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Making some jerky, have questions from the pro's

post #1 of 8
Thread Starter 

I have always made my jerky by slicing up some london broil, marinating it for about 24 hours, and putting it in the oven at 165. I got my electric smoker for fathers day. I sliced up some meat, marinated for about 3 hours, and put in smoker at 190 for about 2 hours. I have 3 racks. The meat on the 2 upper racks was fantastic. The lower rack got a little dark but still was very good. I am getting my hands on about 30 pounds of london broil and I am looking for advice from the jerky guru's. There is so much to read through on here so it is easier to ask your opinions. I am using a Smoke hollow electric unit. How would you go about making this? I want to do some teriyaki and some peppered.



post #2 of 8

I'm not familiar with your smoker but would drop the heat down to 160 and rotate your trays every so often. Are you using a cure? 

post #3 of 8
Thread Starter 

No i never used a cure before. I did not know anything about curing before I got the smoker. I just started learning about it when I was reading thru the forum and I am using it now for some bacon that I am doing.

post #4 of 8

Hey Custom, I don't claim to be a Jerky Pro, but to date I have made probably several 100 pounds of beef jerky and everybody seems to love it.


I make my own marinade ( recipe on request ) but the main ingredients is Soy sauce, worshcestershire sauce, liquid smoke, granulated garlic, Granulated onion, black pepper, mexican hot sauce, and shasta cola. I slice the meat approx 1/4 inch thick, soak for at least 24 hrs. then when I pull the meat from the marinade, and lay it on my racks, I sprinkle on what what  have here in the Seattle area, a seasoning salt called Johnnies seasonong salt, and also I sprinkle on to taste Course ground black pepper. I have never used a cure in any of the jerky that I have made.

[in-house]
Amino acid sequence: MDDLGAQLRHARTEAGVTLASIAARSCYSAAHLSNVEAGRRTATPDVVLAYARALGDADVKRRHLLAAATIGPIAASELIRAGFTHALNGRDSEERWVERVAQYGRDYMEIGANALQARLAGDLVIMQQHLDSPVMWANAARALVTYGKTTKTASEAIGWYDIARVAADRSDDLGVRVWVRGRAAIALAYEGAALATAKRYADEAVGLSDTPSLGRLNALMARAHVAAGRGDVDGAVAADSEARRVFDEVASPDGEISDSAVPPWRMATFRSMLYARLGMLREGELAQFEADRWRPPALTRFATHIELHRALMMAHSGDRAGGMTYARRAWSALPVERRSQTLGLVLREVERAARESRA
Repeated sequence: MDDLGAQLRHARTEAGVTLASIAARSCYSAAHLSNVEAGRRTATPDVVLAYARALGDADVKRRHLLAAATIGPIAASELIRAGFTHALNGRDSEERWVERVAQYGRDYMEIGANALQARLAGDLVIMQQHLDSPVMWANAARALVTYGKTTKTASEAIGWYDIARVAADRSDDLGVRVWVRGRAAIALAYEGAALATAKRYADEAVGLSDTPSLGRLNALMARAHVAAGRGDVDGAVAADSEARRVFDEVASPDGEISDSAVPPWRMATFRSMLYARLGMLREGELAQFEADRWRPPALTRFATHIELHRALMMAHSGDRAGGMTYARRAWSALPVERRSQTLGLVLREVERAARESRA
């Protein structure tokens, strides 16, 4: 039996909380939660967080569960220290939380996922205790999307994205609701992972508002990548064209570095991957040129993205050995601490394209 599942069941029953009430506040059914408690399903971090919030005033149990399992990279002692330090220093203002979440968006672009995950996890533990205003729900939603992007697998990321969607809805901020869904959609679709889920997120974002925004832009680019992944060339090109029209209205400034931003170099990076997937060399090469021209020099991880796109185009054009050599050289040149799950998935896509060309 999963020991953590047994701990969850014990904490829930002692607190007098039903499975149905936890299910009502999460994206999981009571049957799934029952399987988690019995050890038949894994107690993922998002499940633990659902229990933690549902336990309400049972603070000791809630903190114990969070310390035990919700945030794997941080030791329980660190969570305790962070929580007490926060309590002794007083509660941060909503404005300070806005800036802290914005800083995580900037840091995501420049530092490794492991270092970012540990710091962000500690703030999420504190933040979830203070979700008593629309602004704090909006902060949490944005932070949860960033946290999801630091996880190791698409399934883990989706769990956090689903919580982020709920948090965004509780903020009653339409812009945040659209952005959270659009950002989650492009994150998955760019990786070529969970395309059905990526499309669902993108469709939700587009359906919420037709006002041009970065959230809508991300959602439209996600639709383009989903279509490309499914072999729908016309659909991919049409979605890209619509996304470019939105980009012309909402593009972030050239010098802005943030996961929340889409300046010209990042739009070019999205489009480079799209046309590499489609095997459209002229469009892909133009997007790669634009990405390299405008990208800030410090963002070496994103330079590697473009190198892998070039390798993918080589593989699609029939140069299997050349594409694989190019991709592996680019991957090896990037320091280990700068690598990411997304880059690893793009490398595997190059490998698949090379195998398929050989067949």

I have my smoker preheated to 140 degrees, put the meat in the smoker with smoke, and I try to keep my smoker temp at or near 140 degrees.I never let it get above 160 degrees.


I pull the meat when it feels right, still flexable, but not to much, I pinch it etc. This is just a feel that I have developed by trial and error.


Hope this is some help for you: Rich

post #5 of 8

I hear ya Rich..I have been making jerky for years without cure.


I just scored a bunch of venison and am gonna get with it this weekend.


I use an Asian type marinade.


Custom...  Put "jerky recipes" in google and in our handy dandy search tool up top.


Happy reading



post #6 of 8
Your Cooking your jerky at such high temps not drying it. of course there's ways to dry jerky without cures and also there's belief that just the smoke will act as cure.I myself as you all have made my share and through the years Ive come to the conclusion that using #1 with my marinades and Drying at temps of 100-110 works best for me.there's as many ways of making it as people doing it.
post #7 of 8

I use cure and lower temps. Only hit it at 160 for the last hour. Here's what I do.


post #8 of 8

Use cure and keep it between 120° -  140° no water pan

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